Every time, I inwardly groan, draw in a deep breath, and figure out how to respond in a semi-dignified way.

People mean well.

People are just curious.

You chose to adopt transracially, so you chose the spotlight.

Oh, geese!  Don't get offended.  Everyone is so sensitive these days!  


  • We do not have a right to privacy.
  • Our children's very personal adoption stories should be made public for the benefit of curious strangers.
  • We should answer nosy questions in order to not be perceived as rude.
  • We should answer nosy questions in order to educate the public on adoption.

But answering, in a way that appeases the person, comes at a price:

  • Answering teaches our children that their privacy is less-important than how we, the parents, are perceived by strangers.
  • Answering teaches our children that it's acceptable for stranger adults to use their size and age to "bully" children.  
  • Answering teaches our children that they are defined by their adoption, their history, or their "status."  
  • Answering teaches our children that we, as adults, can take from them, instead of giving to them.  

If a nosy stranger could see our children day-to-day---the hugs, the cuddles, the arguments, the making up, the sharing, the smiles, the tears---they would know.  They would know how REAL our family is---how REAL the siblings are.  How authentic.  How genuine.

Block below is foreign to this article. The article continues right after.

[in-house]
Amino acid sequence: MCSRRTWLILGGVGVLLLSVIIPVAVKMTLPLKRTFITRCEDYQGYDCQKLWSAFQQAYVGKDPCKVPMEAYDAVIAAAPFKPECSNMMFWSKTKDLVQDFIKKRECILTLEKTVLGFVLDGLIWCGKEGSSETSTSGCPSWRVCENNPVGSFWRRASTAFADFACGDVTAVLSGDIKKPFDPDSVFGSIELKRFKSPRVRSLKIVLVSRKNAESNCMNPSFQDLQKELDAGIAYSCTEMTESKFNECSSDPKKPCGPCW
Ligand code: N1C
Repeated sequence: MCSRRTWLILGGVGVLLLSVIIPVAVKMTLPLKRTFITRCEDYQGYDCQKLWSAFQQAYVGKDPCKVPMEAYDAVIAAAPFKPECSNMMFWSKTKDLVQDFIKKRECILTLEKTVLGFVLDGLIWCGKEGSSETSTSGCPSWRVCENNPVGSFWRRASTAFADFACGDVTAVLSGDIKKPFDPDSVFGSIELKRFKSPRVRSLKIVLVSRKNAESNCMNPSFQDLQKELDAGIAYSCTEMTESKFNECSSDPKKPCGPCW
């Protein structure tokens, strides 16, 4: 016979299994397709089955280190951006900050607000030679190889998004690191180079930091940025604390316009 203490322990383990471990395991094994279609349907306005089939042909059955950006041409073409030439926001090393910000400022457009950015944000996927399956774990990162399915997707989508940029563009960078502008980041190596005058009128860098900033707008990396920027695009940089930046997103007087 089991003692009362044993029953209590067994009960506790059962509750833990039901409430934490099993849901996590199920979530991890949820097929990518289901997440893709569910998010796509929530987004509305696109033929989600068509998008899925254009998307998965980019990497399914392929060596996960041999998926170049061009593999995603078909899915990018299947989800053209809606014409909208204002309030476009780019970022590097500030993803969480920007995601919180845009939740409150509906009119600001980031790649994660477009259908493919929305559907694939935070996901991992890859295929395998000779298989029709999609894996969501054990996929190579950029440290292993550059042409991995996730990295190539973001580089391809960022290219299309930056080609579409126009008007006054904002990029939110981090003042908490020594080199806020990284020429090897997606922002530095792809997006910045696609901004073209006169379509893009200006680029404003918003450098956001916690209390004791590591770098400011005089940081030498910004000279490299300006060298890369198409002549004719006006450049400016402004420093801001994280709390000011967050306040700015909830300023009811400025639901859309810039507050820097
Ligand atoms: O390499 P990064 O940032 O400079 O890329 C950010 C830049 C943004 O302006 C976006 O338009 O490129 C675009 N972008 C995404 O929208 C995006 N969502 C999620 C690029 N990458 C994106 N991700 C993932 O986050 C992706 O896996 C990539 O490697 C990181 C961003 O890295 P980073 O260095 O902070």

But this is not what strangers see.  They see two White parents and three Black babies.  They see the range of skin tones, the different eye, nose, lip shapes, the different body types.  They see DIFFERENCE.   

Now, there's nothing wrong with SEEING difference.  

What is not okay is turning every thought into a verbal question or comment---questions and comments directed at innocent, wonderful, beautiful children.  What is not okay is using your bigger-taller-stronger-older status to demand answers from my babies.  

This isn't an interrogation.  And my kids will not be your prisoners.

The love, the relationship, the trust, the grace---these things are so REAL.  They are real between the kids, between us and the kids, between the kids and their grandparents, aunts and uncles, and cousins. Real between the kids and their birth families. 

What you see, dear stranger, is difference.

But if you would take a few moments to observe.  Observe how when Baby E trips and falls, Miss E is at her side in a matter of seconds, asking in the sweetest voice, "Are you okay, sissy?"  Observe how Baby Z dashes toward an exit, and Miss E and Baby E run after him, grabbing at his hands and telling him it's not safe to run away.   Observe how the kids all try to grab the same toy at the same time and an argument, a real sibling argument, ensues.   Observe how my children say "Mommy" ten times a minute while tugging on my arm, or my pant leg, or my hair---or whatever they can grab. Observe how their father lovingly kisses their hurting places, changes the baby's diaper, and wrestles them while they squeal in delight---all within a five-minute period.  

And remember, my babies are listening and learning.  Please don't hand them ignorance or suspicion or demands.   Offer us a smile or a nod or a "nice to meet you" instead.